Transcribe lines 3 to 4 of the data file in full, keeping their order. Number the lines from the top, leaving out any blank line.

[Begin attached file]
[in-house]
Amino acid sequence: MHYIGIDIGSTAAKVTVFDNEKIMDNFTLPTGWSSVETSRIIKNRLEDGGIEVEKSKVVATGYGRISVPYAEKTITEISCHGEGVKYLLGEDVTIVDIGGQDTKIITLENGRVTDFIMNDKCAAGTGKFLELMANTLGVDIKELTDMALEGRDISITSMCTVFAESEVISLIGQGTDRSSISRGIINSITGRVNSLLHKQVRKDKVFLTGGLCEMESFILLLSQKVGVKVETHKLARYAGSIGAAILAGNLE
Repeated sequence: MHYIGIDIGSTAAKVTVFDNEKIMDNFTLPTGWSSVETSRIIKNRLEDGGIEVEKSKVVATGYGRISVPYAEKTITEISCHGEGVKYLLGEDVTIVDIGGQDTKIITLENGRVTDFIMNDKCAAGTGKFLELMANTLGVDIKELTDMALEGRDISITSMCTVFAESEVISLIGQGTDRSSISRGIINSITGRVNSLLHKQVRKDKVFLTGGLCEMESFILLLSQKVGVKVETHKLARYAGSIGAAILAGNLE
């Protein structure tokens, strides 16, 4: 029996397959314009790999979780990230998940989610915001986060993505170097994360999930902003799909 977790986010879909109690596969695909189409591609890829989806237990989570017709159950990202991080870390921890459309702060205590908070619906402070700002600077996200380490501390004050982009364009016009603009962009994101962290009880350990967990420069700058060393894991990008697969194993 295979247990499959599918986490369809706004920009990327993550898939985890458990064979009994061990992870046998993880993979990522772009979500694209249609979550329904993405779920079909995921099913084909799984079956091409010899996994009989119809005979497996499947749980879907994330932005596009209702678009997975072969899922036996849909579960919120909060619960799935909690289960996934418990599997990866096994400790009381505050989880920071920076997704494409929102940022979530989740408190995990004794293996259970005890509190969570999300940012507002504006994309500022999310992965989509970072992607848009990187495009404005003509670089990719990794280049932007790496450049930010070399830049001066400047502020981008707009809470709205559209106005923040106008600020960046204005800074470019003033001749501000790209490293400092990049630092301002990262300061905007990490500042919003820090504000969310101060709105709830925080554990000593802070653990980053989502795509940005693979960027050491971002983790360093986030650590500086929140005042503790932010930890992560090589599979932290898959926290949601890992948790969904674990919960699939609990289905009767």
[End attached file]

Repeated sequence: MHYIGIDIGSTAAKVTVFDNEKIMDNFTLPTGWSSVETSRIIKNRLEDGGIEVEKSKVVATGYGRISVPYAEKTITEISCHGEGVKYLLGEDVTIVDIGGQDTKIITLENGRVTDFIMNDKCAAGTGKFLELMANTLGVDIKELTDMALEGRDISITSMCTVFAESEVISLIGQGTDRSSISRGIINSITGRVNSLLHKQVRKDKVFLTGGLCEMESFILLLSQKVGVKVETHKLARYAGSIGAAILAGNLE
């Protein structure tokens, strides 16, 4: 029996397959314009790999979780990230998940989610915001986060993505170097994360999930902003799909 977790986010879909109690596969695909189409591609890829989806237990989570017709159950990202991080870390921890459309702060205590908070619906402070700002600077996200380490501390004050982009364009016009603009962009994101962290009880350990967990420069700058060393894991990008697969194993 295979247990499959599918986490369809706004920009990327993550898939985890458990064979009994061990992870046998993880993979990522772009979500694209249609979550329904993405779920079909995921099913084909799984079956091409010899996994009989119809005979497996499947749980879907994330932005596009209702678009997975072969899922036996849909579960919120909060619960799935909690289960996934418990599997990866096994400790009381505050989880920071920076997704494409929102940022979530989740408190995990004794293996259970005890509190969570999300940012507002504006994309500022999310992965989509970072992607848009990187495009404005003509670089990719990794280049932007790496450049930010070399830049001066400047502020981008707009809470709205559209106005923040106008600020960046204005800074470019003033001749501000790209490293400092990049630092301002990262300061905007990490500042919003820090504000969310101060709105709830925080554990000593802070653990980053989502795509940005693979960027050491971002983790360093986030650590500086929140005042503790932010930890992560090589599979932290898959926290949601890992948790969904674990919960699939609990289905009767």